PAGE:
Until Monday, this was the blueprint for Boston Marathon success for approximately zero elite runners. They went biking in Acadia National Park before the Boston Marathon. Still, she never ran more than 100 miles per week, compared with the 130-140 miles each week that elite marathoners often do. They told her that, in fact, she had. “I was kind of in shock,” she said. We'll have more information on her shortly.
She only signed up for Boston because her younger brother, 25-year-old Ryan Callister, was running it. (He finished in 2:48:20.) Plus, she’s a nurse anesthetist who works full-time in Tucson. He also covers high school sports, tennis and running in the D.C. area. Every day I make the choice to show up and see what I’ve got, and to try and be better. He said the whipping headwinds were the worst part.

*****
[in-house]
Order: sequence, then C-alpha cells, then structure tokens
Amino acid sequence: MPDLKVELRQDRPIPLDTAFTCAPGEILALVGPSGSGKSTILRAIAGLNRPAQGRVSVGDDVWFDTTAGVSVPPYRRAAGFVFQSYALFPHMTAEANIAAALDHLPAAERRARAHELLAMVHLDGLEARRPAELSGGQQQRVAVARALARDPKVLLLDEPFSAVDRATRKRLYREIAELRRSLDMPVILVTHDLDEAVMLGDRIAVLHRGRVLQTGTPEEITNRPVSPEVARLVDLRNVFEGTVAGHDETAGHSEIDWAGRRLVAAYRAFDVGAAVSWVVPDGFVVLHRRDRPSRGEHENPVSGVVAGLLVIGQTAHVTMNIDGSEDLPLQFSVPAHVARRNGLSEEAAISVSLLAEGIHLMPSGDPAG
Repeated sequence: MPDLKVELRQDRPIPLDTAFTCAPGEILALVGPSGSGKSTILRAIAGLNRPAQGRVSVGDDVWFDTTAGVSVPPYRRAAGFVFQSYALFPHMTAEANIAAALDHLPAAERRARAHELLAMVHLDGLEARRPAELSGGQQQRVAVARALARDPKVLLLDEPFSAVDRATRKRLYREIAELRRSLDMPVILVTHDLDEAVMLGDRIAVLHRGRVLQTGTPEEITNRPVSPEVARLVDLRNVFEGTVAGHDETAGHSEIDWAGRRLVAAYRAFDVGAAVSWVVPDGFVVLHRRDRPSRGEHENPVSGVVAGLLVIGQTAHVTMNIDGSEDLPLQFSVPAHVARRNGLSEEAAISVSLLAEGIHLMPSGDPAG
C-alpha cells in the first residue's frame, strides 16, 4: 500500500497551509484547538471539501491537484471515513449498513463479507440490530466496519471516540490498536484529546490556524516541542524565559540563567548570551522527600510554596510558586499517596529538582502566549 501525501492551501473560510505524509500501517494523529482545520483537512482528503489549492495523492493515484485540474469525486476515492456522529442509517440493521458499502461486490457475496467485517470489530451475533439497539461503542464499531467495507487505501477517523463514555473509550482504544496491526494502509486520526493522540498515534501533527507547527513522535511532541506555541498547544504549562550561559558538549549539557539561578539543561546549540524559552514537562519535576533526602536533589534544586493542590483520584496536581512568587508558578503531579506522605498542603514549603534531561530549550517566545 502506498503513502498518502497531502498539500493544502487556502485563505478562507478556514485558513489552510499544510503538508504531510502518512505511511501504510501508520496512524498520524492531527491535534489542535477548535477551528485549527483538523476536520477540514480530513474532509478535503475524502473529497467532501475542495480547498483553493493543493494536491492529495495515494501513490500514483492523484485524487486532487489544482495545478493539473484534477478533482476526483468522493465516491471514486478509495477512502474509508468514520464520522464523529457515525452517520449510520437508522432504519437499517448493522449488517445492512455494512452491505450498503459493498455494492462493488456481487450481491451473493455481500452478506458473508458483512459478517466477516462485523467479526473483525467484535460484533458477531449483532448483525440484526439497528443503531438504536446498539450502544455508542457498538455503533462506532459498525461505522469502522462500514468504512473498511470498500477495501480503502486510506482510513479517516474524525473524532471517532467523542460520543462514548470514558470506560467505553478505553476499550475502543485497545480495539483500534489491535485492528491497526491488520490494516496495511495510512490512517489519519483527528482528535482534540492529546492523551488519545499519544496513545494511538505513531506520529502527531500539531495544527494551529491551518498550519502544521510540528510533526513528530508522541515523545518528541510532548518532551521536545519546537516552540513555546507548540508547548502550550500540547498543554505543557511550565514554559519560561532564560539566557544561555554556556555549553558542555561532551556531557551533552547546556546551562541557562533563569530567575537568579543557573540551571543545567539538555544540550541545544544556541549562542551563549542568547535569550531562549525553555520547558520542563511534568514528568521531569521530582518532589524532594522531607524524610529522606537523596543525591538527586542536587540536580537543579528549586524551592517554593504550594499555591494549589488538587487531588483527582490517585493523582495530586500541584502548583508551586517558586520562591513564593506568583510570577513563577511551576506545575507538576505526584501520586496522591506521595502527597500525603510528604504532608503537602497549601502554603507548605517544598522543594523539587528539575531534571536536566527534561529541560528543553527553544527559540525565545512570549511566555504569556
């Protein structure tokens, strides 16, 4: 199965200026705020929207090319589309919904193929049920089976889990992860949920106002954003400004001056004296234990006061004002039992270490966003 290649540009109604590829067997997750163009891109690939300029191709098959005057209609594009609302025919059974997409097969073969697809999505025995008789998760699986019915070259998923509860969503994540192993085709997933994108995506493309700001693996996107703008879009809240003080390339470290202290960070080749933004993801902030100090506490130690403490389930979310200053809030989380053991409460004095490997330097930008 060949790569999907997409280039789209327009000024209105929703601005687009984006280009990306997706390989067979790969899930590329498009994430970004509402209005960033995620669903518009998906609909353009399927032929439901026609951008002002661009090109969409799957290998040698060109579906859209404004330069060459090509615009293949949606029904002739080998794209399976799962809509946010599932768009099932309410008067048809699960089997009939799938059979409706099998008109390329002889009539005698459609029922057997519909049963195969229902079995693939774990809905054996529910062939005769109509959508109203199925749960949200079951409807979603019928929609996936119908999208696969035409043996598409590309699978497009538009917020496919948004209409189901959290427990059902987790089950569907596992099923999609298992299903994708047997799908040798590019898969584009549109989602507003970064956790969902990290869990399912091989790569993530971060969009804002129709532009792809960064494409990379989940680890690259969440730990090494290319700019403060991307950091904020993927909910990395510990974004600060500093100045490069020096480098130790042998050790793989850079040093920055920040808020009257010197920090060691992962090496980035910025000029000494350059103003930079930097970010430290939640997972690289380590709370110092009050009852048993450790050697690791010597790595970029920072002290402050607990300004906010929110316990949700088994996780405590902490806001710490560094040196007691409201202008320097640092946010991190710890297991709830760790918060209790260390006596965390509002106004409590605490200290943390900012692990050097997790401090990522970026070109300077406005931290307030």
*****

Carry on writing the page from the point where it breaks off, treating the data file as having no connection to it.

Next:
Having American runners do so well “says a lot about Americans being an up-and-coming group. It makes it all worth it. Just under 30,000 people competed in Monday's run - the city's fifth since a terror attack at the finish line in 2013 killed three people. But I told myself, no matter what, I’m running down Boylston,” she said. “I don’t care how wrecked I feel, I’m turning that corner and running.
But then along came Sarah Sellers, a nurse anesthetist who took advantage of miserable weather conditions to turn the professional marathon world on its head. She had arrived in the Northeast with her husband, Blake, last Tuesday and they drove up to Maine for some biking. I think that helped me.” Image Sellers crossing the Boston Marathon finish line. “Some of the women I was passing, it was just complete disbelief,” she said.